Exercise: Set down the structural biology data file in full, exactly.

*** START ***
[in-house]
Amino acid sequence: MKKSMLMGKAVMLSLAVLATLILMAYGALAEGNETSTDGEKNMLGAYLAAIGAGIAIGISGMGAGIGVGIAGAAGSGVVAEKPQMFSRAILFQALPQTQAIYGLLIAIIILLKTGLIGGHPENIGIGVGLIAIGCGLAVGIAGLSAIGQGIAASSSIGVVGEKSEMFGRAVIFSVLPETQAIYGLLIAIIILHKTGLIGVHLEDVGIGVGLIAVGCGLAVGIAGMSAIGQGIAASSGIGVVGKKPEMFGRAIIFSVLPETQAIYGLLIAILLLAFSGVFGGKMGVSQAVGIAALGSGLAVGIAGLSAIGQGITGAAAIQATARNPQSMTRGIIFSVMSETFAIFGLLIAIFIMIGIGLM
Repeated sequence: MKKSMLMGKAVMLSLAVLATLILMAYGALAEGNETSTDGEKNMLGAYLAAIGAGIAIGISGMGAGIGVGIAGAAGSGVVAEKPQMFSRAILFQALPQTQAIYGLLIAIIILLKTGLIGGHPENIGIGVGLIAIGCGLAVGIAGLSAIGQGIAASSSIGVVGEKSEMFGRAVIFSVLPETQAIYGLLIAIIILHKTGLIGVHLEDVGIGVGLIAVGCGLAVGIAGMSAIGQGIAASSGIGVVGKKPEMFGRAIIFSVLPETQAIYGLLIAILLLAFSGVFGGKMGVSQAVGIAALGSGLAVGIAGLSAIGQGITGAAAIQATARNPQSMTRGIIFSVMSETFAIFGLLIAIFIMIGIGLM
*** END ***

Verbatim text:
[in-house]
Amino acid sequence: MKKSMLMGKAVMLSLAVLATLILMAYGALAEGNETSTDGEKNMLGAYLAAIGAGIAIGISGMGAGIGVGIAGAAGSGVVAEKPQMFSRAILFQALPQTQAIYGLLIAIIILLKTGLIGGHPENIGIGVGLIAIGCGLAVGIAGLSAIGQGIAASSSIGVVGEKSEMFGRAVIFSVLPETQAIYGLLIAIIILHKTGLIGVHLEDVGIGVGLIAVGCGLAVGIAGMSAIGQGIAASSGIGVVGKKPEMFGRAIIFSVLPETQAIYGLLIAILLLAFSGVFGGKMGVSQAVGIAALGSGLAVGIAGLSAIGQGITGAAAIQATARNPQSMTRGIIFSVMSETFAIFGLLIAIFIMIGIGLM
Repeated sequence: MKKSMLMGKAVMLSLAVLATLILMAYGALAEGNETSTDGEKNMLGAYLAAIGAGIAIGISGMGAGIGVGIAGAAGSGVVAEKPQMFSRAILFQALPQTQAIYGLLIAIIILLKTGLIGGHPENIGIGVGLIAIGCGLAVGIAGLSAIGQGIAASSSIGVVGEKSEMFGRAVIFSVLPETQAIYGLLIAIIILHKTGLIGVHLEDVGIGVGLIAVGCGLAVGIAGMSAIGQGIAASSGIGVVGKKPEMFGRAIIFSVLPETQAIYGLLIAILLLAFSGVFGGKMGVSQAVGIAALGSGLAVGIAGLSAIGQGITGAAAIQATARNPQSMTRGIIFSVMSETFAIFGLLIAIFIMIGIGLM